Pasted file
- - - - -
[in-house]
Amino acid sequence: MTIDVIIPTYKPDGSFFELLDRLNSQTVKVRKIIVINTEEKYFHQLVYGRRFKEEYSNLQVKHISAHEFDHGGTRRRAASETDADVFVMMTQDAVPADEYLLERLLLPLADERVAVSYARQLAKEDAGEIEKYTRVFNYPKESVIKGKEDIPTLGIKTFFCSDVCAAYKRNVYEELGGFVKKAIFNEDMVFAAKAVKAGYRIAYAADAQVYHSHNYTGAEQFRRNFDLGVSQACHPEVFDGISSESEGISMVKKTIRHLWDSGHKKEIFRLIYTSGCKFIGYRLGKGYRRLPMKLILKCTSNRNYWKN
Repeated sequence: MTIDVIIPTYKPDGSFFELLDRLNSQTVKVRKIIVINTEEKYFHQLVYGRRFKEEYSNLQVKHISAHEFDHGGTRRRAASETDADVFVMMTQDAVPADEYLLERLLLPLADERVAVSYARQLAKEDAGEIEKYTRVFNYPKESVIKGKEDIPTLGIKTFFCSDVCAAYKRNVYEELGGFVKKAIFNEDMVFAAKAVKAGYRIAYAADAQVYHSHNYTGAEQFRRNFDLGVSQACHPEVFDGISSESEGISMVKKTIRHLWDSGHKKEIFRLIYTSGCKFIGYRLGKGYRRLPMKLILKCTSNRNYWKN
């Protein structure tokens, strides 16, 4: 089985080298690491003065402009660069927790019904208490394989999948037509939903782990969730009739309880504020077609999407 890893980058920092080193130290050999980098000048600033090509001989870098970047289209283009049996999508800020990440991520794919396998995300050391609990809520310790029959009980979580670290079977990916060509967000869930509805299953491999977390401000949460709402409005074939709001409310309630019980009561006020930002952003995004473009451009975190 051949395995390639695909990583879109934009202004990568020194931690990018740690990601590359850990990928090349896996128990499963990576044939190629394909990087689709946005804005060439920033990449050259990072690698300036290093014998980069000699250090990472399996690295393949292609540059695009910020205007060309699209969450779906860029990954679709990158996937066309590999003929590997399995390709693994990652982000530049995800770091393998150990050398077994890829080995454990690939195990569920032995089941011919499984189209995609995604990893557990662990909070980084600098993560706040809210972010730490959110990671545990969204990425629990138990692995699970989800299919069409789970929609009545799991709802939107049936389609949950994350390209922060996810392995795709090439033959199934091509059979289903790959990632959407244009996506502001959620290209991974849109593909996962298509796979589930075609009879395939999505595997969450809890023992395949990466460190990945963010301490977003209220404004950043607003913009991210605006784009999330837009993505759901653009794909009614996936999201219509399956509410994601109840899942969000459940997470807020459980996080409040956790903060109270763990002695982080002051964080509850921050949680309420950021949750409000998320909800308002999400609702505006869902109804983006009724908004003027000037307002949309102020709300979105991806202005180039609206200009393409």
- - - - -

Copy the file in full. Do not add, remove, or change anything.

[in-house]
Amino acid sequence: MTIDVIIPTYKPDGSFFELLDRLNSQTVKVRKIIVINTEEKYFHQLVYGRRFKEEYSNLQVKHISAHEFDHGGTRRRAASETDADVFVMMTQDAVPADEYLLERLLLPLADERVAVSYARQLAKEDAGEIEKYTRVFNYPKESVIKGKEDIPTLGIKTFFCSDVCAAYKRNVYEELGGFVKKAIFNEDMVFAAKAVKAGYRIAYAADAQVYHSHNYTGAEQFRRNFDLGVSQACHPEVFDGISSESEGISMVKKTIRHLWDSGHKKEIFRLIYTSGCKFIGYRLGKGYRRLPMKLILKCTSNRNYWKN
Repeated sequence: MTIDVIIPTYKPDGSFFELLDRLNSQTVKVRKIIVINTEEKYFHQLVYGRRFKEEYSNLQVKHISAHEFDHGGTRRRAASETDADVFVMMTQDAVPADEYLLERLLLPLADERVAVSYARQLAKEDAGEIEKYTRVFNYPKESVIKGKEDIPTLGIKTFFCSDVCAAYKRNVYEELGGFVKKAIFNEDMVFAAKAVKAGYRIAYAADAQVYHSHNYTGAEQFRRNFDLGVSQACHPEVFDGISSESEGISMVKKTIRHLWDSGHKKEIFRLIYTSGCKFIGYRLGKGYRRLPMKLILKCTSNRNYWKN
């Protein structure tokens, strides 16, 4: 089985080298690491003065402009660069927790019904208490394989999948037509939903782990969730009739309880504020077609999407 890893980058920092080193130290050999980098000048600033090509001989870098970047289209283009049996999508800020990440991520794919396998995300050391609990809520310790029959009980979580670290079977990916060509967000869930509805299953491999977390401000949460709402409005074939709001409310309630019980009561006020930002952003995004473009451009975190 051949395995390639695909990583879109934009202004990568020194931690990018740690990601590359850990990928090349896996128990499963990576044939190629394909990087689709946005804005060439920033990449050259990072690698300036290093014998980069000699250090990472399996690295393949292609540059695009910020205007060309699209969450779906860029990954679709990158996937066309590999003929590997399995390709693994990652982000530049995800770091393998150990050398077994890829080995454990690939195990569920032995089941011919499984189209995609995604990893557990662990909070980084600098993560706040809210972010730490959110990671545990969204990425629990138990692995699970989800299919069409789970929609009545799991709802939107049936389609949950994350390209922060996810392995795709090439033959199934091509059979289903790959990632959407244009996506502001959620290209991974849109593909996962298509796979589930075609009879395939999505595997969450809890023992395949990466460190990945963010301490977003209220404004950043607003913009991210605006784009999330837009993505759901653009794909009614996936999201219509399956509410994601109840899942969000459940997470807020459980996080409040956790903060109270763990002695982080002051964080509850921050949680309420950021949750409000998320909800308002999400609702505006869902109804983006009724908004003027000037307002949309102020709300979105991806202005180039609206200009393409």